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Power of love: why Alda followed her heart

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Alda Raposo has been a hospital volunteer for 48 years and received the Queen's Certificate and Badge of Honour for her service (Photograph by Blaire Simmons)

The choice was marriage or a career; Alda Raposo walked down the aisle.

She was a 19-year-old nursing student when she met Norman Raposo on São Miguel in the Azores.

He was six years older and living in Bermuda, a place that seemed like the other side of the world to her.

“He was born in the same village as myself on São Miguel and my family knew his family,” said the 75-year-old. “But he was raised in Bermuda and was back for a visit.”

They met on a bus and started talking. Mr Raposo was instantly smitten, and didn’t seem bothered when she said she had a boyfriend.

“Can I at least write to you when I get home?” he asked, and she agreed. She was amazed when she received the first letter — he’d written it at the airport before he even left.

He wrote often; charming notes about himself and his life in Bermuda.

“Over time the letters won me over and I began to forget about the boyfriend,” said Mrs Raposo.

When he asked to marry her, she knew she had a hard choice: love or the nursing career she’d long dreamt of.

“Back then most women didn’t work and raise a family,” she said.

“My father said, ‘Are you sure? I don’t want to see you give up everything you’ve worked so hard for’,” she said.

She eventually said yes. Mr Raposo sent her engagement ring to a cousin in the Azores, who gave it to her.

“He wanted me to have it before I got on the boat,” she said.

They married here in 1961. Mrs Raposo never regretted her choice.

“[His family] treated me like a daughter,” she said. “And he treated me with a lot of respect.”

She busied herself with starting a family and assumed her nursing days were over. Then she heard about the Pink Ladies, a group of volunteers with the Hospitals Auxiliary of Bermuda. It wasn’t nursing but it was an opportunity to work in a hospital setting.

“There were no other Portuguese women involved,” she said. “It was 1968. I’ve heard they wouldn’t accept them, but for some reason they accepted me. Maybe because I had been studying nursing and I spoke good English. Now there are many Portuguese women in the Pink Ladies.”

Mrs Raposo has logged 13,000 hours over the years and is one of the longest serving volunteers in the organisation.

She still helps out at least twice a week.

“I like being in the hospital and helping people,” she said. “I started in the old hospital. It was cosy and small. I loved it. Back then, the Pink Ladies did a lot more than they do now. We used to follow the nurses around and write their schedules.”

She had a particular empathy for patient’s families as her mother, Evangeline, died of cancer when she was 12.

“She died only a few months after being diagnosed,” Mrs Raposo said. “Back then there weren’t the treatments that they have today.”

Her father, Manuel DeSilva Braga, died suddenly.

“After I’d been married for a few years he said he wanted to come out and make sure I was all right,” she said. “He said he didn’t want to stay, his mother was still alive, but he wanted to see his grandchildren.”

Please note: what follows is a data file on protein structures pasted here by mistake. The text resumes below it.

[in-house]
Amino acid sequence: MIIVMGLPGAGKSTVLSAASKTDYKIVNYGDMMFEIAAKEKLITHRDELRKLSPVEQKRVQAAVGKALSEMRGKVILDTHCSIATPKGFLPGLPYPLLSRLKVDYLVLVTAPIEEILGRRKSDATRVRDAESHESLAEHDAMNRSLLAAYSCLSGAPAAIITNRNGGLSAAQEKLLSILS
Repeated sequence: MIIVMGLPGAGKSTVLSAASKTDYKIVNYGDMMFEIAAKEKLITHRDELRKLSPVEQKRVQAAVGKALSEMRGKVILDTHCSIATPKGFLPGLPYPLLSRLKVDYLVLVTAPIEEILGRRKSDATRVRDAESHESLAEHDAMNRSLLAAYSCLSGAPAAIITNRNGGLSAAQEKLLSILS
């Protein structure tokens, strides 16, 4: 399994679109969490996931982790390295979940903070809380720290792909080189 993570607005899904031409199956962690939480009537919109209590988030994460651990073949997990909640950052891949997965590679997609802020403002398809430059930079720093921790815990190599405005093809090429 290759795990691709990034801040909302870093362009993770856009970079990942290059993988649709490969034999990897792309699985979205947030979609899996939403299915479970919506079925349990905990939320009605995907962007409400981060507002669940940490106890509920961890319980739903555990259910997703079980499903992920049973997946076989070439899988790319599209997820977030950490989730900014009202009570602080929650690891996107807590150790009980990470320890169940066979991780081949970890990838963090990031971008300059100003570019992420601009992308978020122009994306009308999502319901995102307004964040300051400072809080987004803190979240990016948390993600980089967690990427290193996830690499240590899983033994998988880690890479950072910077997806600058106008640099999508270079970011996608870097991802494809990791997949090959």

Mr Braga died of a heart attack while here.

“I had no idea he was sick,” she said. “I went in to wake him one morning and he was gone. He is buried here. I think God wanted him to stay with me after all.”

Much of her early work with the Pink Ladies was translating for Portuguese patients.

“Today the Portuguese that come usually know English,” she said, “but back then that wasn’t so much the case.”

Mrs Raposo served as president of the HAB in 2000 and 2001 and still helps out in the gift shop at King Edward VII Memorial Hospital. She has received many pins and mementos from the Pink Ladies over the years including the Mary Terceira Award in 2003.

“That was a heavy vase,” she said. “In Hurricane Fabian we lost the front side of our house. We were locked in a back bedroom listening to the windows coming in and everything blowing around. When we started to clean up we found the vase on the floor. The glass on it is so thick it just had a chip out of it. I was very happy about that.”

She was even happier when her long service with the Pink Ladies was recognised last month with a Queen’s Certificate and Badge of Honour.

“I was really excited to get that,” she said.

She and her husband have two daughters, Ana McLaughlin and Gail Tribley, and four grandchildren.

Lifestyle profiles senior citizens in the community every Tuesday. To suggest an outstanding senior contact Jessie Moniz Hardy on 278-0150 or e-mail jmhardy@royalgazette.com. Have on hand the senior’s full name, contact details and the reason you are suggesting them.

Norman and Alda Raposo in the early years of their marriage (Photograph supplied)
Giving nature: Alda Raposo has been a hospital volunteer for 48 years and received the Queen’s Certificate and Badge of Honour for her service
Alda Raposo has been a hospital volunteer for 48 years, and received the Queen's Certificate and Badge of Honour for her service (Photograph by Blaire Simmons)